Winter Landscaping Tips for the Colder Months

Winter landscaping offers a wealth of benefits. By giving your yard some love during the winter months, you give your plants the best chance to thrive come spring.

It takes a truly motivated homeowner to take on landscaping projects during the cold winter months. But winter landscaping has a great return on investment for those willing to put in the extra effort. Keep in mind there are real opportunities to maintain an attractive outdoor space through even the most dismal months of the season.

Check out some of the helpful hints we’ve put together to turn your yard into a winter wonderland. They will certainly keep you busy until the springtime thaw!

Use Winter Landscape Plants

Use winter landscape plants to provide a spot of color in an otherwise drab and cold winter wasteland.

Winter landscape plants help convert your outdoor space into a cold weather refuse. These hardy four-season plants provide wildlife with an important lifeline, offering shelter and a source of food during the lean, cold winter months.

Of course, winter landscaping has its own particular set of risks. For example, it is important to be mindful of the type of de-icing salt you use near plants during winter storms. Although slightly more expensive, experts recommend calcium chloride salt over common road salt because it doesn’t harm plants.

Check out our list of winter landscaping ideas to take advantage of this important time of year and consider incorporating some of the plants listed below into your next landscaping project.

Evergreens

Evergreens are a natural contender for any list of winter landscape plants for obvious reasons. The foliage of evergreens last throughout the winter, giving you a pop of green — or yellow, or blue — in a landscape that features dull monotonous grays and browns, or under a blanket of freshly fallen white snow.

There are many types of evergreens you can utilize to ‘spruce’ up your yard. While some of the largest trees on Earth are considered evergreens — including the mighty redwood and sequoia — there are many species that offer dwarf varieties for gardeners utilizing smaller urban spaces.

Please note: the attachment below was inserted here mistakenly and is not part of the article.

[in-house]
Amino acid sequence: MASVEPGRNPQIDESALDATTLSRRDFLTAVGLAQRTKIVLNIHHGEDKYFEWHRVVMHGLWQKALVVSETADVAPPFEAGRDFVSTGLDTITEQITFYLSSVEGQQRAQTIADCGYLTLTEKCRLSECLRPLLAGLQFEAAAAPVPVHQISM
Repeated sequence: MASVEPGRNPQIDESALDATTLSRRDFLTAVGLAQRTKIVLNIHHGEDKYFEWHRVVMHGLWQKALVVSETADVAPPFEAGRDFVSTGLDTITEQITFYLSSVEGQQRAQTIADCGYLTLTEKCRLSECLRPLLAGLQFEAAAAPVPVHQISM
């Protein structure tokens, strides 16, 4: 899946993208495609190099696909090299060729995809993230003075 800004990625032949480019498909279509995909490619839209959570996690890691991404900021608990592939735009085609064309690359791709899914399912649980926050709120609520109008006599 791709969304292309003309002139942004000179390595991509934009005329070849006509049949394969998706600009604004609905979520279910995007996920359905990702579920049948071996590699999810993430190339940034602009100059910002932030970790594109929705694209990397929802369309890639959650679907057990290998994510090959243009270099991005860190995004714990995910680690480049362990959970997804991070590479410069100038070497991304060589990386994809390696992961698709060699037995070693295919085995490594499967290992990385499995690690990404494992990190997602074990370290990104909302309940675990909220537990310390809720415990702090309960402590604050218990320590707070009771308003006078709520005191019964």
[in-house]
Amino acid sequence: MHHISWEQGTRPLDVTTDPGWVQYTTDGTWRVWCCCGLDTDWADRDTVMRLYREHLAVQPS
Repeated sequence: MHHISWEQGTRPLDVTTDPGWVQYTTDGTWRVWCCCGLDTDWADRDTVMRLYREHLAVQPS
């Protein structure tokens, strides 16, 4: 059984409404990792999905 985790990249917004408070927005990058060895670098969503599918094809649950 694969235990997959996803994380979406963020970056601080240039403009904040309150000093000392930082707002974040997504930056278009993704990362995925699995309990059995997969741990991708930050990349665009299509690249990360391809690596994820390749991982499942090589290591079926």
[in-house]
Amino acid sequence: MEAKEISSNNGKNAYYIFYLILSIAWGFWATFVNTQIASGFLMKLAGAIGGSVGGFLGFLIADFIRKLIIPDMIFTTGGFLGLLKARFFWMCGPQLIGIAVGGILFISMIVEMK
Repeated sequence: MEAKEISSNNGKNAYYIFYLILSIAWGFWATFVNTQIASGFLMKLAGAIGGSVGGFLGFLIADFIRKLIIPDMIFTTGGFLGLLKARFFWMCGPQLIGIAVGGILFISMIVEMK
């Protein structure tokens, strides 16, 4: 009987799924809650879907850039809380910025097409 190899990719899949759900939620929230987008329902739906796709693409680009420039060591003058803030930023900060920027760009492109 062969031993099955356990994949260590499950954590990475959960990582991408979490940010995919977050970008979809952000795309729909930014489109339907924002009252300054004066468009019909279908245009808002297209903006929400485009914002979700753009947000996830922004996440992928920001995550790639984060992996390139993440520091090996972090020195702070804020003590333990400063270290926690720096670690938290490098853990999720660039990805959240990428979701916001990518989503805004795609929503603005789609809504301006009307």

Pine: Pine trees are what comes to mind when most people think of coniferous evergreen trees. Their needle-like leaves stay green throughout their year, and their cones offer wintertime decorative inspiration. 

Consider: White Pine, Eastern White Pine, Weeping White Pine, Japanese White Pine, Contorted White Pine, Scotch Pine, Bristlecone Pine, Vanderwolf Pine, Japanese Umbrella Pine, Mugo Pine.

Cedar and Juniper: In addition to looking great, cedar wood also has a distinctly pleasant aroma. Cedar and juniper trees and shrubs come in a variety of colors, shapes and sizes. In addition to year-round foliage, many species offer edible berries for wildlife.

Consider: Deodara, Eastern Red Cedar, Atlantic White Cedar, California Incense Cedar, Blue Atlas, Weeping Blue Atlas, Blue Star Juniper.

Fir: Fir trees, along with pine and spruce, are known for their conical ‘Christmas tree’ shape. Few things can beat the look of natural fir trees under a blanket of fresh snow. Use them to add timeless wintertime beauty to your landscape.

Consider: Balsam Fir, Silver Korean Fir, Golden Korean Fir, Canaan Fir, Douglas Fir, Fraser Fir, Grand Fir, Noble Fir, Nordmann Fir.

Cyprus: Because of their rapid growth rate, hardiness and thick branches, cypress trees are a favorite for landscapers. The dense, trimmable branches of some taller species offer privacy, making them ideal for planting along property lines or roadways.

Consider: Leyland Cypress, Hinoki Cypress, Bald Cypress, Arizona Cypress, Monterey Cypress, Gowen Cypress, King’s Gold Cypress, Gold Mop Cypress, Boulevard Cypress.

Spruce: Another ‘Christmas tree’ favorite, spruce trees also hold their needle-like leaves all winter. While most can grow to be very tall, there are many dwarf varieties that fit a wide range of landscaping needs.